A big hurdle for renewable energy advancement is the lack of the kind of battery capacity needed to store enough power to supply power grid systems. For grid-scale power storage, the performance and weight benefits of lithium batteries are not useful. To power cities, these batteries need to be cheap and reliable, with the ability to last and withstand the demands of modern power consumption.
Molten salt batteries are not a new idea, they have been around for 50 years, but suffered from certain critical issues in the past. Commonly made from sodium with either sulfur or nickel chloride, the electrodes in these batteries are kept at very high temperatures, allowing for easy transfer of charge between the molten elements.
The problem was the ceramic membranes separating the electrodes. The membrane acts as a sieve allowing only molecules of a certain size to pass through. Ceramic membranes are too brittle and often shatter, making the system a less-than-ideal candidate for grid-level storage and distribution.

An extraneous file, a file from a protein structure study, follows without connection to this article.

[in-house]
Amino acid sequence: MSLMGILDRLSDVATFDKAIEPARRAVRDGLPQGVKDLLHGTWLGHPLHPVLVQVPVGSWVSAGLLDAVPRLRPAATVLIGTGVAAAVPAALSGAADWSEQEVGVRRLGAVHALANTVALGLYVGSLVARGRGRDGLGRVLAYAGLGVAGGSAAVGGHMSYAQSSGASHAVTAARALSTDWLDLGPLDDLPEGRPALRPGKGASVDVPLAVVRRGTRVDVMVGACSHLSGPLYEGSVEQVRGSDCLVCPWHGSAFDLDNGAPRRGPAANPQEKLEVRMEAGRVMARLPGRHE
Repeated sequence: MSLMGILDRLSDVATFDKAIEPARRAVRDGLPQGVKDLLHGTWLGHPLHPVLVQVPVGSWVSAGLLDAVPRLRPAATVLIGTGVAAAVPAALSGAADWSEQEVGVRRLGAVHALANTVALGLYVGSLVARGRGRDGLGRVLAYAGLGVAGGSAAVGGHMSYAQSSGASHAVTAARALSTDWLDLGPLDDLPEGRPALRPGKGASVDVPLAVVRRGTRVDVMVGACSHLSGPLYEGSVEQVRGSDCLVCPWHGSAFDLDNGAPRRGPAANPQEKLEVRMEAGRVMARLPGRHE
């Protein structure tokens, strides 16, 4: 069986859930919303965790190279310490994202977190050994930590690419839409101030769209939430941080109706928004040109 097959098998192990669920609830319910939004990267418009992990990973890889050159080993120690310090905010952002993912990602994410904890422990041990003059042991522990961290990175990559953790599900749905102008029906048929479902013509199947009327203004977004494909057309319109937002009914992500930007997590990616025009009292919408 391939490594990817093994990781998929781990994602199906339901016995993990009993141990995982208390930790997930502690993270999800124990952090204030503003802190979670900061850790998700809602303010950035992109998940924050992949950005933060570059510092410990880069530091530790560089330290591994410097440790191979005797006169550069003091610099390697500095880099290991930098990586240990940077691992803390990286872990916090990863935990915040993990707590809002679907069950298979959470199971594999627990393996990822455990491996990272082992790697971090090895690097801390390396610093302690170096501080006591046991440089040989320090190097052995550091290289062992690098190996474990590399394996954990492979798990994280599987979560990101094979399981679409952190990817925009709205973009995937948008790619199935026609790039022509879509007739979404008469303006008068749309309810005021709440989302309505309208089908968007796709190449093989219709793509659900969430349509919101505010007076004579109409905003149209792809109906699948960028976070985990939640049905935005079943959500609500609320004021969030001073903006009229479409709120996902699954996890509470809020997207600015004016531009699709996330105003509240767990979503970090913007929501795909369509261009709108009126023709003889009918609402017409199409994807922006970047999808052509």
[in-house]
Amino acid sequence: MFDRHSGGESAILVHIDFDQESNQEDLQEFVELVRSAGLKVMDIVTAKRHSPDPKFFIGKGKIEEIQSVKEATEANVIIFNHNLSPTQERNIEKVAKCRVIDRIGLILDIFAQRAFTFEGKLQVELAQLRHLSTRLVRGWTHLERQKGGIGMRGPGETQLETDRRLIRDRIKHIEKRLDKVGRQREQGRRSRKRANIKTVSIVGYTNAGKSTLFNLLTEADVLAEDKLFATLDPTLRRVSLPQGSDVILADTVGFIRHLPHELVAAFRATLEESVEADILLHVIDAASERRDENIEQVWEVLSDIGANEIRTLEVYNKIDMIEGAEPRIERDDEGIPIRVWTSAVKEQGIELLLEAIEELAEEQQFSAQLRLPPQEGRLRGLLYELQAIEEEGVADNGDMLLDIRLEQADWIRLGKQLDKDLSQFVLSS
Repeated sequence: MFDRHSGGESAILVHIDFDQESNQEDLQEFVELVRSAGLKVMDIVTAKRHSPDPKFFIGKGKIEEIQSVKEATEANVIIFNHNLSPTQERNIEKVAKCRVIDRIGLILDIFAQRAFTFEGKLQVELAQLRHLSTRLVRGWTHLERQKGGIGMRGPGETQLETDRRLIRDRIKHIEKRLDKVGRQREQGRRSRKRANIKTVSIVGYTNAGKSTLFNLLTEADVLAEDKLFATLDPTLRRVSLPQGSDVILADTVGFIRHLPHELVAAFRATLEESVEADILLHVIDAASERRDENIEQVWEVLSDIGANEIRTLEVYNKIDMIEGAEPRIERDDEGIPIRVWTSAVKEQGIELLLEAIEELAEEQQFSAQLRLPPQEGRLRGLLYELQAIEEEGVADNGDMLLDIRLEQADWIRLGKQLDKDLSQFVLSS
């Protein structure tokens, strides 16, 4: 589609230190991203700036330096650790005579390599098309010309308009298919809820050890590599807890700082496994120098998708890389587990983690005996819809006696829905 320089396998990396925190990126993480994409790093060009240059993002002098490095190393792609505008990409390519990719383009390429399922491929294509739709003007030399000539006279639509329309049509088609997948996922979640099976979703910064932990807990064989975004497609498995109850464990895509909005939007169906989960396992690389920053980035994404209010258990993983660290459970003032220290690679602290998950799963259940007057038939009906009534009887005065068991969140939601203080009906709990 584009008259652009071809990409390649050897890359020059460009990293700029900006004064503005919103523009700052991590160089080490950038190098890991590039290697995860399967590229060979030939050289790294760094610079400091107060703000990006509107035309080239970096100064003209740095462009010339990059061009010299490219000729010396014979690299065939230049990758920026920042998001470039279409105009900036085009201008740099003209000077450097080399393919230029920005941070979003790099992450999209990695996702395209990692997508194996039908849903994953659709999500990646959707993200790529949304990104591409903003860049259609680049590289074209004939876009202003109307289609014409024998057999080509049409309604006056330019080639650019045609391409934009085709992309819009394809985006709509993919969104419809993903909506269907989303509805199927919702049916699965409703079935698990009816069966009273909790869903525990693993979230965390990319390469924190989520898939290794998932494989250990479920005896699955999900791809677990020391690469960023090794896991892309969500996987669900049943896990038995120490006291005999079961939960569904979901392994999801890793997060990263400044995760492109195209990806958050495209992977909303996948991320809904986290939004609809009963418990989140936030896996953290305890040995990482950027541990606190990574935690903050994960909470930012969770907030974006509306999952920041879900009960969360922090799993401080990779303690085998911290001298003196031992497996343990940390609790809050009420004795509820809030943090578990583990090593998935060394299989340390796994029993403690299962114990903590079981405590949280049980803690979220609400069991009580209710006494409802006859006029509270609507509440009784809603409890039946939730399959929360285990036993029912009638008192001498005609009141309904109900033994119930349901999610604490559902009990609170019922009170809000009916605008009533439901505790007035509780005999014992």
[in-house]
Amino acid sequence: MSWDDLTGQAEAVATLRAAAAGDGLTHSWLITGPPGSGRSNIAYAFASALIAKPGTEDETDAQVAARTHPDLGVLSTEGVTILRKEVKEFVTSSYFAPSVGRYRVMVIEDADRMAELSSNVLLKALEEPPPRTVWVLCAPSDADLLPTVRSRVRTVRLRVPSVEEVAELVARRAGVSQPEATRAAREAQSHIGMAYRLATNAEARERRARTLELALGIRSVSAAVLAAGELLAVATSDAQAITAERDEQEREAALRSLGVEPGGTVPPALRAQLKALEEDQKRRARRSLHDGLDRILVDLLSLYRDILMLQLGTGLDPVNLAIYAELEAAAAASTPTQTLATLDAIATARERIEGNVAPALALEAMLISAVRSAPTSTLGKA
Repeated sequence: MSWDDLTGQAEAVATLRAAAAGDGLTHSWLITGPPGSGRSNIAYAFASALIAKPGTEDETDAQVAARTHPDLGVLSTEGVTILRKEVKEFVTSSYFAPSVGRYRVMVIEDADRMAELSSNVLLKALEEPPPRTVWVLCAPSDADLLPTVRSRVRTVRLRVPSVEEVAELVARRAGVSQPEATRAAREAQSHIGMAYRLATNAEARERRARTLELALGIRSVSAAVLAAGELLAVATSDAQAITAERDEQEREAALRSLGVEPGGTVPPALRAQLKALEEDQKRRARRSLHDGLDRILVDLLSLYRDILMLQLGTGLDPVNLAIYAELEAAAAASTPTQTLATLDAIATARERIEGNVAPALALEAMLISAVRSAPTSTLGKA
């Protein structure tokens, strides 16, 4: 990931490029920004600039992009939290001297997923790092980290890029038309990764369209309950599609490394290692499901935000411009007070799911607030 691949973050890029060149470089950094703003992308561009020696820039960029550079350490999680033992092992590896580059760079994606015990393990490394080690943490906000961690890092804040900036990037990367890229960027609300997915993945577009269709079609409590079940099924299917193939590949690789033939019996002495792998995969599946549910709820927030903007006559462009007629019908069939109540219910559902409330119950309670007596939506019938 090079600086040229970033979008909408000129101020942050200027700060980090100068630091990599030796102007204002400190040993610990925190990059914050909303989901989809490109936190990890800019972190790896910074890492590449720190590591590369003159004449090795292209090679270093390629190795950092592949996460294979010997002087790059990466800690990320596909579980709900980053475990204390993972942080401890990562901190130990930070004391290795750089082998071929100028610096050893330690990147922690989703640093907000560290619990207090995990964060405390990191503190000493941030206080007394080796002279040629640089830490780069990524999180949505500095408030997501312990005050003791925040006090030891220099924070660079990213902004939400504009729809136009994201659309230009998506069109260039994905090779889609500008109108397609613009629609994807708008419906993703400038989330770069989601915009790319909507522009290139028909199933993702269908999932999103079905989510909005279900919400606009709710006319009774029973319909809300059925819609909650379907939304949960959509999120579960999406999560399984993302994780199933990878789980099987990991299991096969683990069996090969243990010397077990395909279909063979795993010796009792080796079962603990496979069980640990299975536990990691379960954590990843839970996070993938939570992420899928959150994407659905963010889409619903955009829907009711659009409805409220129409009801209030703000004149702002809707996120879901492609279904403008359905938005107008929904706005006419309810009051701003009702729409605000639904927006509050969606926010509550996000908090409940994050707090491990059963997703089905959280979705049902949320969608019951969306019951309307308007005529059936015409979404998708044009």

However, an MIT team has recently pioneered a new membrane system, which uses commonplace steel mesh coated with titanium nitride. This membrane is far more durable, as well as being cheaply and simply assembled. THese new membranes sort molecules through electrical reactivities instead of size, but the results are the same. The new membranes could put the molten salt battery back on the table for large-scale power storage As well as creating a bigger market for renewables like wind and solar.